Mobile Home Tax Deductions

by Steve Lander
If you can eat and sleep in it, it's tax-deductible.

When the Internal Revenue Service looks at your mobile home, it doesn't really see its mobility. The IRS sees that it's a home. As such, it gives you access to all of the same write-offs as any other home owner. The IRS even lets you claim deductions on your mobile home if it's your second home.

Definition of a Home

The IRS looks for three things to define whether a place is your home. To be a home in the IRS' eyes, it must have a place for you to sleep, a place for you to cook, and a place for you to wash and go to the bathroom. While a traditional house meets this definition, a manufactured home, trailer, recreational vehicle or boat can also meet it. All of them can be homes.

Interest Deduction

To write off the interest on the loan for your mobile home, the loan must be secured by the home. If you don't have land with your home, you might not have a traditional mortgage, but as long as your mobile home is the collateral for the loan and the lender can take it if you don't make your payments, you can write off the interest. The interest deduction for your mobile home is the same as for a home loan -- you can write off the interest on up to $1 million that you borrow to buy or improve your mobile home, or the land on which it sits, and the interest on an additional $100,000 that you borrow for any reason with the home as collateral.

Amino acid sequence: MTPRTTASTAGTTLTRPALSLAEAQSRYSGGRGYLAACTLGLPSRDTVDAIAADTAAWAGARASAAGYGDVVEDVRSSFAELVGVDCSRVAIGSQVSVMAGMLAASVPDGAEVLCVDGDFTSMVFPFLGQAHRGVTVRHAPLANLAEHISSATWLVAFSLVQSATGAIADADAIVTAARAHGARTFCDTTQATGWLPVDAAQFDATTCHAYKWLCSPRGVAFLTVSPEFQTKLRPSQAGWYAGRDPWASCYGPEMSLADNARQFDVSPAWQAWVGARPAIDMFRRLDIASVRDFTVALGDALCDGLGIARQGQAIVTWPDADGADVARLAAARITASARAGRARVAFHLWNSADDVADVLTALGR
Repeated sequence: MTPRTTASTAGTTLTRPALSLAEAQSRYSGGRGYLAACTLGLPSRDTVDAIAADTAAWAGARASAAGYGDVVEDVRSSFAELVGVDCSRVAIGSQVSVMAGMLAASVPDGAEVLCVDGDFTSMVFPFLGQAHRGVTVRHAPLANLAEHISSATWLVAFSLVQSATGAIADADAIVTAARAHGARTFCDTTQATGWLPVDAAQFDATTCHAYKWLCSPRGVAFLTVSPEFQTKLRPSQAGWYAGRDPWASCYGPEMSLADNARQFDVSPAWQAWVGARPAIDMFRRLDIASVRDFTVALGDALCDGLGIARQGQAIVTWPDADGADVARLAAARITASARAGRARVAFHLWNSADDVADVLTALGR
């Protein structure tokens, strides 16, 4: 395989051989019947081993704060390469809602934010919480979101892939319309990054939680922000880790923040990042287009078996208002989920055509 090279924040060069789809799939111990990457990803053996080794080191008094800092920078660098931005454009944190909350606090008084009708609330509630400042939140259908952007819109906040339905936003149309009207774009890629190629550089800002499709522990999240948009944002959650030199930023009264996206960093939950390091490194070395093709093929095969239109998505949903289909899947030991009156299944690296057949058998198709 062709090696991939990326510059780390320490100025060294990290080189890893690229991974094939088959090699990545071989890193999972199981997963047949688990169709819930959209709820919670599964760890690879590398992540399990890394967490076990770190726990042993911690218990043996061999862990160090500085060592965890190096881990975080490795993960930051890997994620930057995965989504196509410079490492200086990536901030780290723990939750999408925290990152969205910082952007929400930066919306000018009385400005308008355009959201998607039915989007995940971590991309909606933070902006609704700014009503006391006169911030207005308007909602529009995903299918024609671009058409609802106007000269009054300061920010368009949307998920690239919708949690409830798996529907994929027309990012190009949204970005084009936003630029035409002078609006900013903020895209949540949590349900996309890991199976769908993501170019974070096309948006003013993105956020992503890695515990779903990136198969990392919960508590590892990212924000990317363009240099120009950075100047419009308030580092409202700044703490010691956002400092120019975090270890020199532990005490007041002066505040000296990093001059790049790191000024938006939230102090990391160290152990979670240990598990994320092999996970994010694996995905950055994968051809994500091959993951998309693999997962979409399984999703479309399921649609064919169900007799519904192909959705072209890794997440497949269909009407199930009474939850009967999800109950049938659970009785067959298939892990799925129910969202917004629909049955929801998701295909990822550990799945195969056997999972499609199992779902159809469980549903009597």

Property Tax Deduction

If your mobile home sits on land, the property taxes you pay are deductible on your Schedule A with your other itemized deductions. If it doesn't come with a piece of real estate, though, you probably don't have to pay property taxes. However, many states levy personal property taxes. Whether you're paying a personal property tax on a boat or a tax tied to the value of your trailer or RV, those taxes are also deductible on Schedule A.

Second Homes

These deductions apply to your first and your second home to the extent that your total debt is under the limits. It doesn't matter whether your primary residence -- or your secondary one -- is a house, a condo, a mobile home or a boat that qualifies as a home under IRS rules.

About the Author

Steve Lander has been a writer since 1996, with experience in the fields of financial services, real estate and technology. His work has appeared in trade publications such as the "Minnesota Real Estate Journal" and "Minnesota Multi-Housing Association Advocate." Lander holds a Bachelor of Arts in political science from Columbia University.

Photo Credits

  • Andy Reynolds/Lifesize/Getty Images